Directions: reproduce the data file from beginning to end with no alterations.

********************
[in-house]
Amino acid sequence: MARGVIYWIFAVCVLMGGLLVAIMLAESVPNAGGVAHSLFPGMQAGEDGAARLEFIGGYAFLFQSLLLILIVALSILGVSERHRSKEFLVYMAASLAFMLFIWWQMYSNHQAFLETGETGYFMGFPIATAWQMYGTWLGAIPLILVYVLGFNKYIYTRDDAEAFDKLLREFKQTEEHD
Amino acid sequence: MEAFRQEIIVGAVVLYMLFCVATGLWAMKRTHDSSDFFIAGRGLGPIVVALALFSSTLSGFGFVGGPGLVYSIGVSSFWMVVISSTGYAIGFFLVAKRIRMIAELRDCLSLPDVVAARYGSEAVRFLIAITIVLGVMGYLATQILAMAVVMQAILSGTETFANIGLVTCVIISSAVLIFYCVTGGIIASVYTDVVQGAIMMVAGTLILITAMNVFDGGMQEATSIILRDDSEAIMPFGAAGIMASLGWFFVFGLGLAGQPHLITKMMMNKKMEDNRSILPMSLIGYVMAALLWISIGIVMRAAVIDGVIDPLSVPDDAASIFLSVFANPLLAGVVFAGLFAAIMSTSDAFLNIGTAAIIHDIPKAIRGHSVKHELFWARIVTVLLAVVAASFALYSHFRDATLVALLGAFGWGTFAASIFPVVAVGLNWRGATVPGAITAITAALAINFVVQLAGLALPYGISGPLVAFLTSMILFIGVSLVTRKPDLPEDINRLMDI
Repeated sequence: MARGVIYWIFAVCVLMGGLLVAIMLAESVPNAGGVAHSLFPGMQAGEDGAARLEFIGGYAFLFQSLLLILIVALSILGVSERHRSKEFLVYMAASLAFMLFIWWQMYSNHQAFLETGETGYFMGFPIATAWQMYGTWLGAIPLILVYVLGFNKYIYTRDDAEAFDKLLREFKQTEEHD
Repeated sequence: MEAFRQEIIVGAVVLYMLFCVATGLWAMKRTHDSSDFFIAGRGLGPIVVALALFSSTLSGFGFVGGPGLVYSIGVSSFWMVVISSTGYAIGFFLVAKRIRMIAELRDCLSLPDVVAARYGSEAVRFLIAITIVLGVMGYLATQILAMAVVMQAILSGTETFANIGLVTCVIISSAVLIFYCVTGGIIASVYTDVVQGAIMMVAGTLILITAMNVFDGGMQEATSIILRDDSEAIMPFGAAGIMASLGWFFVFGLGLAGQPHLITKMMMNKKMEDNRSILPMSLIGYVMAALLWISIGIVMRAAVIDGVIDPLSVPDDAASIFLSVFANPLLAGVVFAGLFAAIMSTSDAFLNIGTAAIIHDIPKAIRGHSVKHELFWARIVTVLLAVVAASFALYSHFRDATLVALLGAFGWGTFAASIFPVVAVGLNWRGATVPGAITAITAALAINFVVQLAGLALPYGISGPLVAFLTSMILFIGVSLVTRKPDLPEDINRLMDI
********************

[in-house]
Amino acid sequence: MARGVIYWIFAVCVLMGGLLVAIMLAESVPNAGGVAHSLFPGMQAGEDGAARLEFIGGYAFLFQSLLLILIVALSILGVSERHRSKEFLVYMAASLAFMLFIWWQMYSNHQAFLETGETGYFMGFPIATAWQMYGTWLGAIPLILVYVLGFNKYIYTRDDAEAFDKLLREFKQTEEHD
Amino acid sequence: MEAFRQEIIVGAVVLYMLFCVATGLWAMKRTHDSSDFFIAGRGLGPIVVALALFSSTLSGFGFVGGPGLVYSIGVSSFWMVVISSTGYAIGFFLVAKRIRMIAELRDCLSLPDVVAARYGSEAVRFLIAITIVLGVMGYLATQILAMAVVMQAILSGTETFANIGLVTCVIISSAVLIFYCVTGGIIASVYTDVVQGAIMMVAGTLILITAMNVFDGGMQEATSIILRDDSEAIMPFGAAGIMASLGWFFVFGLGLAGQPHLITKMMMNKKMEDNRSILPMSLIGYVMAALLWISIGIVMRAAVIDGVIDPLSVPDDAASIFLSVFANPLLAGVVFAGLFAAIMSTSDAFLNIGTAAIIHDIPKAIRGHSVKHELFWARIVTVLLAVVAASFALYSHFRDATLVALLGAFGWGTFAASIFPVVAVGLNWRGATVPGAITAITAALAINFVVQLAGLALPYGISGPLVAFLTSMILFIGVSLVTRKPDLPEDINRLMDI
Repeated sequence: MARGVIYWIFAVCVLMGGLLVAIMLAESVPNAGGVAHSLFPGMQAGEDGAARLEFIGGYAFLFQSLLLILIVALSILGVSERHRSKEFLVYMAASLAFMLFIWWQMYSNHQAFLETGETGYFMGFPIATAWQMYGTWLGAIPLILVYVLGFNKYIYTRDDAEAFDKLLREFKQTEEHD
Repeated sequence: MEAFRQEIIVGAVVLYMLFCVATGLWAMKRTHDSSDFFIAGRGLGPIVVALALFSSTLSGFGFVGGPGLVYSIGVSSFWMVVISSTGYAIGFFLVAKRIRMIAELRDCLSLPDVVAARYGSEAVRFLIAITIVLGVMGYLATQILAMAVVMQAILSGTETFANIGLVTCVIISSAVLIFYCVTGGIIASVYTDVVQGAIMMVAGTLILITAMNVFDGGMQEATSIILRDDSEAIMPFGAAGIMASLGWFFVFGLGLAGQPHLITKMMMNKKMEDNRSILPMSLIGYVMAALLWISIGIVMRAAVIDGVIDPLSVPDDAASIFLSVFANPLLAGVVFAGLFAAIMSTSDAFLNIGTAAIIHDIPKAIRGHSVKHELFWARIVTVLLAVVAASFALYSHFRDATLVALLGAFGWGTFAASIFPVVAVGLNWRGATVPGAITAITAALAINFVVQLAGLALPYGISGPLVAFLTSMILFIGVSLVTRKPDLPEDINRLMDI